After 21-year wait, Mumbai senior citizen to get possession of shop, Rs3 lakh compensation for delay | mumbai news | Hindustan Times
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After 21-year wait, Mumbai senior citizen to get possession of shop, Rs3 lakh compensation for delay

Anil Dighe, a chemical factory worker, had booked the shop for Rs3.43 lakh in 1996.

mumbai Updated: Apr 25, 2017 15:32 IST
Charul Shah
The commission held the builder guilty of deficiency of services
The commission held the builder guilty of deficiency of services(Picture for representation)

Twenty-one years after buying a shop in Navi Mumbai, a senior citizen is set to get its possession.

Anil Dighe, a chemical factory worker, had booked a 245 sqft shop in the proposed building ‘Cinema Cum Shopping Complex’ in Sector 11, Navi Mumbai on July 30, 1996 for Rs3.43 lakh. He had paid Rs2.05 lakh, and was to get immediate possession of the shop. However, the builder delayed the construction of the building, and did not give Dighe the possession of the shop.

Dighe approached the Maharashtra State Consumer Disputes Redressal Commission in 2010.

The commission has now not only asked builder to give the possession of the shops booked by the consumer after he pays the balance amount, but also asked to pay compensation of Rs3 lakh for the delay. The commission also told the consumer that he can claim the return of his payment for the shop as per its current market value, which is calculated as Rs 21.82 lakh.

The bench of Usha Thakare and PB Joshi of the commission heard Dighe’s complaint. In his complaint, Dighe demanded possession of the shop, and compensation for loss of rent income suffered by him for 13 years, which he calculated to be Rs52.40 lakhs.

The builder contested his claim, alleging that the complainant had not made the payment as per schedule, and hence, there was delay in construction. The builder further contended that possession was not given as the entire consideration was not paid.

The builder also alleged that ‘the said shop was booked by the complainant to earn his livelihood. Hence, the complainant is not a consumer.’ The commission ruled out the said argument, observing that “the complainant has mentioned in his complaint that he has invested nearly 25 years of his savings, which he earned by sheer hard work by working in various chemical factories. Presently, he has no other source of income, as his provident fund is exhausted and he doesn’t get pension, as his service was private.”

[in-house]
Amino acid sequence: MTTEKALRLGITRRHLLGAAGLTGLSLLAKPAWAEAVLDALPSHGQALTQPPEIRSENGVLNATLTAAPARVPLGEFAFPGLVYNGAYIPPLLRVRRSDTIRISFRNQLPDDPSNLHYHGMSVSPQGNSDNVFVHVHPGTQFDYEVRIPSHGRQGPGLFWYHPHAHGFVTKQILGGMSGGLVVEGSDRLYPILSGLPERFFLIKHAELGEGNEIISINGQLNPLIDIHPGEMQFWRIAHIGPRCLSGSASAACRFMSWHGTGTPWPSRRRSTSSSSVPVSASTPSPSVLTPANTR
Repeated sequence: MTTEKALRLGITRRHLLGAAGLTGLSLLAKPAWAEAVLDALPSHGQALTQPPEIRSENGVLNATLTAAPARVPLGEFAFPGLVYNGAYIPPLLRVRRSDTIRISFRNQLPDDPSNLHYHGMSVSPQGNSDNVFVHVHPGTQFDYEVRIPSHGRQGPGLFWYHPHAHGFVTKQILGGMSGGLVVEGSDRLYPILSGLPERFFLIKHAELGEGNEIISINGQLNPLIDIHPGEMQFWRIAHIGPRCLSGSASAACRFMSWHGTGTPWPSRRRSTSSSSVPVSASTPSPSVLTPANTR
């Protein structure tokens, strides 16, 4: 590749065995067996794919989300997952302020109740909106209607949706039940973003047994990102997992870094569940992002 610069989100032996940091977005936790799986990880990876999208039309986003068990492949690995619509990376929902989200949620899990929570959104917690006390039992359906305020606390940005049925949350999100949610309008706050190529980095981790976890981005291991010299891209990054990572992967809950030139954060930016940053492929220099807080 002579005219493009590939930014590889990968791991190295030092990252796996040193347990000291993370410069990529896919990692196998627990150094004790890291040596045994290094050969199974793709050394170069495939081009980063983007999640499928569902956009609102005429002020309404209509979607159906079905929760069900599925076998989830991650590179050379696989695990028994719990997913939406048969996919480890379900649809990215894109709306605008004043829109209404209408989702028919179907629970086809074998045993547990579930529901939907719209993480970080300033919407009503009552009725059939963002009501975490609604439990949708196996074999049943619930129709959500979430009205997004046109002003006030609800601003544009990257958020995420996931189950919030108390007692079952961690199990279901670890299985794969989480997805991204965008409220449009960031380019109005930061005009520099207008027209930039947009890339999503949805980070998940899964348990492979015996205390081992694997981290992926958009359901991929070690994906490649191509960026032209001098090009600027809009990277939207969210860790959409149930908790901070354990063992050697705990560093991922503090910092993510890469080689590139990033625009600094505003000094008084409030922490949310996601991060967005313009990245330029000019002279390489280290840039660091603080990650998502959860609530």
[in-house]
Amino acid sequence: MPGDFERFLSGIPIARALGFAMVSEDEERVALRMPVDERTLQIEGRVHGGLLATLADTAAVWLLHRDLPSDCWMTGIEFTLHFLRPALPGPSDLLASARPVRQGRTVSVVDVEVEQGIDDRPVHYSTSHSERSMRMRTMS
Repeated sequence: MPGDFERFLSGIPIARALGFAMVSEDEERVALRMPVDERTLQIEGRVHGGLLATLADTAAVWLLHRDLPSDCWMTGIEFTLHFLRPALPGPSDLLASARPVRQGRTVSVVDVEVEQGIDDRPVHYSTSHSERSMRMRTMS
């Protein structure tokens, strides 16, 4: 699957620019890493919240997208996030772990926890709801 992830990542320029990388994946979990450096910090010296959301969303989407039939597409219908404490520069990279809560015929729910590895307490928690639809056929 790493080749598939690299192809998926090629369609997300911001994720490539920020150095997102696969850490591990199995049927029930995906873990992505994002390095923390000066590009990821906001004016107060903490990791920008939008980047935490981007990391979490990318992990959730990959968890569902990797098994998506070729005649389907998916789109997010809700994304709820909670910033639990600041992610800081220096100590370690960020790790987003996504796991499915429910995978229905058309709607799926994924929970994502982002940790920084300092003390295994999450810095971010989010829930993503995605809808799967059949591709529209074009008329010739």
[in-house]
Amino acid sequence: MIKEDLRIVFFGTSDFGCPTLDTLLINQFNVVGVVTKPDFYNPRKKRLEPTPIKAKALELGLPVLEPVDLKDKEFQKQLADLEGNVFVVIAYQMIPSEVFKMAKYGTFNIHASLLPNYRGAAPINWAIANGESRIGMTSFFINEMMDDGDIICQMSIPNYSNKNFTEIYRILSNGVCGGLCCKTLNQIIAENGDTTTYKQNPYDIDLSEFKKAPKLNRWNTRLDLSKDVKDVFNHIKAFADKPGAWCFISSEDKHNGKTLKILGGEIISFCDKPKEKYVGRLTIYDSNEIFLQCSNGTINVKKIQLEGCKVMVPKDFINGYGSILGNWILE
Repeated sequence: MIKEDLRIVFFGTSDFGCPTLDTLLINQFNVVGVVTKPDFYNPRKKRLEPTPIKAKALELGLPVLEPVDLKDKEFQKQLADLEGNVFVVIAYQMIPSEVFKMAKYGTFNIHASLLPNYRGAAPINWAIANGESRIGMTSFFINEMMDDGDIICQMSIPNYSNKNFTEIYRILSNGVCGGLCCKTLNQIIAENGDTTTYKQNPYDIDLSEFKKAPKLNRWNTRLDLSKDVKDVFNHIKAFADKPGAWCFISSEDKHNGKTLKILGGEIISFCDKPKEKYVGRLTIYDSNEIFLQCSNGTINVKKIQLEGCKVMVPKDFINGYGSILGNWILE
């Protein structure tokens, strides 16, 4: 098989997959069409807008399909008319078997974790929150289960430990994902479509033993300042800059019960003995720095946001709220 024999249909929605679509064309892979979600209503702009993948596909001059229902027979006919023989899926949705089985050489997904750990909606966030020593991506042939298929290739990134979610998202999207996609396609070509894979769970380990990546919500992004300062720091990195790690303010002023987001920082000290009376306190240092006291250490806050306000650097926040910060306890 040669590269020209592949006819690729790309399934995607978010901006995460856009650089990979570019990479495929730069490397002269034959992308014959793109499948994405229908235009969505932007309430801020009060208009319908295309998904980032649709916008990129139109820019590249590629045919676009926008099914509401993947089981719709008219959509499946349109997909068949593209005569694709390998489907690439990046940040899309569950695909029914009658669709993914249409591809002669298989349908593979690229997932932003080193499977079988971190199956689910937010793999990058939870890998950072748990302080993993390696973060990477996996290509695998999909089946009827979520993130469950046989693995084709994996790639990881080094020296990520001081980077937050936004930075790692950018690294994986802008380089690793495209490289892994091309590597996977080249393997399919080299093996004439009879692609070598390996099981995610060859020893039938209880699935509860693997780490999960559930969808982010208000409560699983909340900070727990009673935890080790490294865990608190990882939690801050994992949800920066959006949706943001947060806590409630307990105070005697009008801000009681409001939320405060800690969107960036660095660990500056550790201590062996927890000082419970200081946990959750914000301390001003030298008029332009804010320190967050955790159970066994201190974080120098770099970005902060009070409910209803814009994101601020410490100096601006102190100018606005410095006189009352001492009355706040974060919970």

“Booking a shop or flat for getting a rent as means of earning livelihood after retirement cannot be said to be a commercial purpose,” the commission held.

The commission noted that after booking the shop in 1996, the progress of construction was very slow, and later there was no progress at all, and hence the complaint was compelled to file a complaint in 2010. The commission held the builder guilty of deficiency of services observing that, “we find that by not giving possession of the shop which was booked in the year 1996 , which compelled the complainant to knock the doors of this Commission in the year 2010, there is clear-cut deficiency on the part of the opponents.”

While deciding on the compensation to be paid to Dighe, the Commission noted that at the time when he filed the complaint in 2010, the market value of the shop had reached Rs40 lakhs. However, the court later relied on the valuation done in 2012, that came up to Rs36.36 lakhs.

Hence, while deciding the compensation to be paid to Dighe, the commission held that as per the calculation, Dighe had paid 60% of the shop value. If he wants possession of the shop, he has to pay the remaining 40% of the price as per the current value, which was calculated to be Rs14.54 lakhs. The commission also said that in case Dighe cannot claim the possession, the builder has to return 60% of the amount as per the current market value, which is calculated as Rs 21.82 lakhs. Apart from this, the Commission has asked the builder to pay Rs3 lakhs towards mental agony and Rs15000 towards the cost of complaint.